A Short Biographic Sketch and Annotated Bibliography on August Wilson

By Martin, Basil D.; Downing, Michael | Making Connections, October 1, 2014 | Go to article overview

A Short Biographic Sketch and Annotated Bibliography on August Wilson


Martin, Basil D., Downing, Michael, Making Connections


Wilson's Life

Frederick August Kittel, whom we now know as August Wilson, was born on April 27, 1945, in the Hill District of Pittsburgh, Pennsylvania. He was the fourth of six children and changed his surname to Wilson when he was 20, which was his mother's surname. His mother was Daisy Wilson, a black cleaning lady raised in North Carolina, and his father was Frederick Kittel, a white baker who had emigrated in childhood from Germany (Herrington). His mother divorced his father and married David Bedford, who was the inspiration for the character Troy Maxson, the father in the play Fences. Wilson was also inspired by the poetry and plays of Amiri Baraka, the paintings of Romare Bearden, and the music of Bessie Smith. Wilson once said in an interview with Sandra G. Shannon for the African American Review, "It's like our culture is in the music." He also said in the same interview, " and the musicians are way ahead of the writers I see, so I'm trying to close the gap." Wilson considered himself to be a "cultural nationalist." Samuel G. Freedman, in his article " A Voice from the Streets," said: "He is one part Dylan Thomas and one part Malcolm X, a lyric poet fired in the kiln of Black Nationalism."

Wilson ended his formal education in 1960 by dropping out of high school when his teacher accused him of plagiarizing a class paper on Napoleon, suggesting it was too good for a black boy to have written (Herrington). After he dropped out of school in the ninth grade at the age of 15, Pittsburgh's Carnegie Library became his new classroom, where he studied the works of Ralph Ellison, Richard Wright, Langston Hughes, James Baldwin, and other African American writers ("Wilson, August," 1987). In a 1987 interview, Wilson said, "These books were a comfort. Just the idea black people would write books. I wanted my book up there, too, I used to dream about being part of the Harlem Renaissance" (Bogumil).

Wilson enlisted in the United States Army in 1962 but only served the first year of his three-year assignment before returning home to Pittsburgh (Herrington). Once back in Pittsburgh he worked various odd-jobs, such as gardener, short-order cook, porter, and sheet-metal worker. In 1965, aged 20, he bought his first typewriter, a second-hand Royal manual, earned by writing a term paper titled "Two Violent Poets-Robert Frost and Carl Sandburg," comparing the poetry of Robert Frost and Carl Sandburg (Herrington). Wilson's first writings were poems, some of which were eventually published in the magazines Black Lines, Black World, Negro Digest and Antaeus. He also produced some unpublished short stories written in authentic vernacular dialogue, which he would eventually bring to life in his plays throughout the years ("Wilson, August," 2006).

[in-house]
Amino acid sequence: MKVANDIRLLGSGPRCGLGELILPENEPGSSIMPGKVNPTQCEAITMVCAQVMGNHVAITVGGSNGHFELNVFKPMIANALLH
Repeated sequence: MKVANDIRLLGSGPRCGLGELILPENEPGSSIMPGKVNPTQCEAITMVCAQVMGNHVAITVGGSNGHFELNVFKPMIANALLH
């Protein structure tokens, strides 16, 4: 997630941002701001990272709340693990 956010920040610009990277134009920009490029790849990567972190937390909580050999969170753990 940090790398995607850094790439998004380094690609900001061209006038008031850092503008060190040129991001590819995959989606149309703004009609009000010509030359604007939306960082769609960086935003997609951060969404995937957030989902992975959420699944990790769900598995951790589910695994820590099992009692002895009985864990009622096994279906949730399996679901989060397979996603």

In 1965 Wilson helped to start Pittsburgh's Centre Avenue Poets' Theater Workshop (Bogumil). In 1968 he founded Black Horizons in the Hill District with playwright and teacher Rob Penny. It was a combined art gallery and theatrical troupe, which produced his early plays as well as various cultural programs ("Wilson, August," 2006). At this time the purpose of his plays was to " politicize the community and raise consciousness." In The Christian Science Monitor, Wilson is quoted as saying, "I think black theater of the '60s was angry, didactic, and a pushing outward. What I try to do is an inward examination.. ..I think Black Americans have the most dramatic story of all mankind to tell" (DeVries). Wilson's first theatrical success was in 1976, when his stage piece The Homecoming was produced at the Kuntu Repertory Theatre at the University of Pittsburgh. Later, a short dramatic effort, Fullerton Street, was produced at the Allegheny Repertory Theater in Pittsburgh ("Wilson, August," 2006).

In 1969 Wilson married his first wife, Brenda Burton, a Black Muslim, and a year later his first child, Sakina Ansari, was born (Herrington). In 1972, he divorced Brenda Burton because of political and religious differences (Herrington). …

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